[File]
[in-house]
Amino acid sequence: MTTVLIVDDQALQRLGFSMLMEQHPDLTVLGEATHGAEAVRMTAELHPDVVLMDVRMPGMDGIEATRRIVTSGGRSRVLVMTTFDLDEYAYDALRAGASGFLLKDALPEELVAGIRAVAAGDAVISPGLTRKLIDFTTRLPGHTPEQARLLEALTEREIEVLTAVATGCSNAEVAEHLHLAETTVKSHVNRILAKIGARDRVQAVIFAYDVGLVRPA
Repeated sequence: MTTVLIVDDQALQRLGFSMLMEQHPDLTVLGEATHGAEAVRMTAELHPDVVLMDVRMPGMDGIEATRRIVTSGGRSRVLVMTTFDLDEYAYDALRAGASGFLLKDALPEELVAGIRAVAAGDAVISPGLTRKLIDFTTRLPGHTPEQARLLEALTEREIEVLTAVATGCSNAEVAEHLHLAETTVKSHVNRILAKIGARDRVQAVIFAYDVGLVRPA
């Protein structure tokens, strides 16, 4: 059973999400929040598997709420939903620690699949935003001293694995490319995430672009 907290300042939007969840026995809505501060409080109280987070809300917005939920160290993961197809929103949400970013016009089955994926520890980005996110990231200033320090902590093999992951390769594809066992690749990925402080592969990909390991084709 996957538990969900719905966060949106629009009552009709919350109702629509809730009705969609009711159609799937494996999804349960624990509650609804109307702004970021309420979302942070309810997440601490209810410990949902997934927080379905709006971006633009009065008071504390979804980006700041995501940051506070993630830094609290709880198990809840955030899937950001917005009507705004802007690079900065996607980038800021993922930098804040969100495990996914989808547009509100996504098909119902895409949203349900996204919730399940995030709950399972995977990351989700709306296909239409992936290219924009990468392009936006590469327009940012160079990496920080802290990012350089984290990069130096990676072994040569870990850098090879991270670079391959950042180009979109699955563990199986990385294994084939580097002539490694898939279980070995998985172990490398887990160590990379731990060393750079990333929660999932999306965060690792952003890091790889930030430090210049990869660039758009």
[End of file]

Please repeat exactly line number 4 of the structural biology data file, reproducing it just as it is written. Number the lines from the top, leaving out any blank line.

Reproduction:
């Protein structure tokens, strides 16, 4: 059973999400929040598997709420939903620690699949935003001293694995490319995430672009 907290300042939007969840026995809505501060409080109280987070809300917005939920160290993961197809929103949400970013016009089955994926520890980005996110990231200033320090902590093999992951390769594809066992690749990925402080592969990909390991084709 996957538990969900719905966060949106629009009552009709919350109702629509809730009705969609009711159609799937494996999804349960624990509650609804109307702004970021309420979302942070309810997440601490209810410990949902997934927080379905709006971006633009009065008071504390979804980006700041995501940051506070993630830094609290709880198990809840955030899937950001917005009507705004802007690079900065996607980038800021993922930098804040969100495990996914989808547009509100996504098909119902895409949203349900996204919730399940995030709950399972995977990351989700709306296909239409992936290219924009990468392009936006590469327009940012160079990496920080802290990012350089984290990069130096990676072994040569870990850098090879991270670079391959950042180009979109699955563990199986990385294994084939580097002539490694898939279980070995998985172990490398887990160590990379731990060393750079990333929660999932999306965060690792952003890091790889930030430090210049990869660039758009």